87 minutes, 2002, DVCAM

“Filming Nowhere” by Jim Mentink
New England

Documentary filmmaker Doug Hawes-Davis goes to Wal-Mart to ask questions about American culture in his latest film THIS IS NOWHERE, which screens this month at the Brattleboro Environmental Film Festival.

It sounds like the setup for a joke: What do you get when you cross a Winnebago, a Wal-Mart and a handful of retirees? The answer isn’t a sidesplitting punchline, but rather the subject of filmmaker Doug Hawes-Davis’s latest film, This is Nowhere.

Hawes-Davis describes the film as being about contemporary American culture, and it’s viewed through the eyes of a certain subgroup of retirees who have made it their practice to travel to Wal-Mart stores and camp in the parking lot in RV’s, some of them costing as much as half a million dollars. Although Hawes-Davis himself says it may not fit his definition of camping, he thinks it raises some interesting questions, not the least of which is ‘Why Wal-Mart?’ Full of irony, This is Nowhere humorously captures the essence of American attitudes toward nature, equality, and civic values as it documents RV travelers’ interactions with landscape, technology, communities, and each other.

Hawes-Davis studied political science and philosophy for undergraduate, and then went to Montana to pursue environmental studies. In 1992, he saw an independent wildlife film and was impressed that something could be so dramatic and artistic, yet cost relatively little money. That inspired him to move into filmmaking using his interest in the environment as a springboard. His first video was called The Element of Doom and delved into lead mining on public lands in southeastern Missouri. His latest film titled Libby, Montana deals with healthcare, labor and corporate issues. That theme, linking social issues with environmental issues, is prevalent in This is Nowhere as well.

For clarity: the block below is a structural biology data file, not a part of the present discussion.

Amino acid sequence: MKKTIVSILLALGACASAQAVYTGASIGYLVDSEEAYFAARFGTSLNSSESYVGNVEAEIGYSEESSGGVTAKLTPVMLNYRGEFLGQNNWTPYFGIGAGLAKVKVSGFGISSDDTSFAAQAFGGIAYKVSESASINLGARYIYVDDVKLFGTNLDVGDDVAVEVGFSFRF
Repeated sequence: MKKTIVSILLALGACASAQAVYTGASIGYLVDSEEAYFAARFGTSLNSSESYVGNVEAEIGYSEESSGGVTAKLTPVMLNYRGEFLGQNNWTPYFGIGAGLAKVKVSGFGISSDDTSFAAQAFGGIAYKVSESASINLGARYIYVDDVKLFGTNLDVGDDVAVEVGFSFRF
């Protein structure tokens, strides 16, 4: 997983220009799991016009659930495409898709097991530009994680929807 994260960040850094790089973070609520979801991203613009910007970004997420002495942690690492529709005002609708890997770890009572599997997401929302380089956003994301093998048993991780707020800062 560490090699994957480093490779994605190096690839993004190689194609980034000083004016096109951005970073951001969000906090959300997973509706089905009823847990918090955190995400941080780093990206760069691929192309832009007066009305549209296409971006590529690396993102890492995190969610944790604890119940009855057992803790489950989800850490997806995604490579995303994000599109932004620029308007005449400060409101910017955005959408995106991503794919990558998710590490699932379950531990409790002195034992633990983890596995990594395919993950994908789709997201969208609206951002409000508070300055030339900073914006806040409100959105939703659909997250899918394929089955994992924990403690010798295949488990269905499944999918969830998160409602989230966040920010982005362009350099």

When asked what his intent was in creating a film, he said that if someone leaves the theatre thinking about the subject then he’s accomplished his goal. Hawes-Davis, whose casual and friendly voice befits that of a man devoted to making a study of the human condition and the world around them, describes the new film ideas they have as being less about issues. He’d even like to do a music documentary “for fun.”

He said he wasn’t setting out to educate necessarily, but rather to ask questions, stating that the film has more questions than answers. As one would assume of a documentary film, no scripts are used—nor are narrators. Hawes-Davis says when making a film he has definite ideas about what they want the film to do, but he doesn’t try to control it. In the critically acclaimed This is Nowhere, he acts as producer, director, sound recordist, editor and camera operator—and enjoys doing them all.

Hawes-Davis is a fan of independent film and founded the Big Sky Documentary Film Festival in Montana, a competitive event open to non-fiction films and videos of all styles, genres and lengths, taking place in February.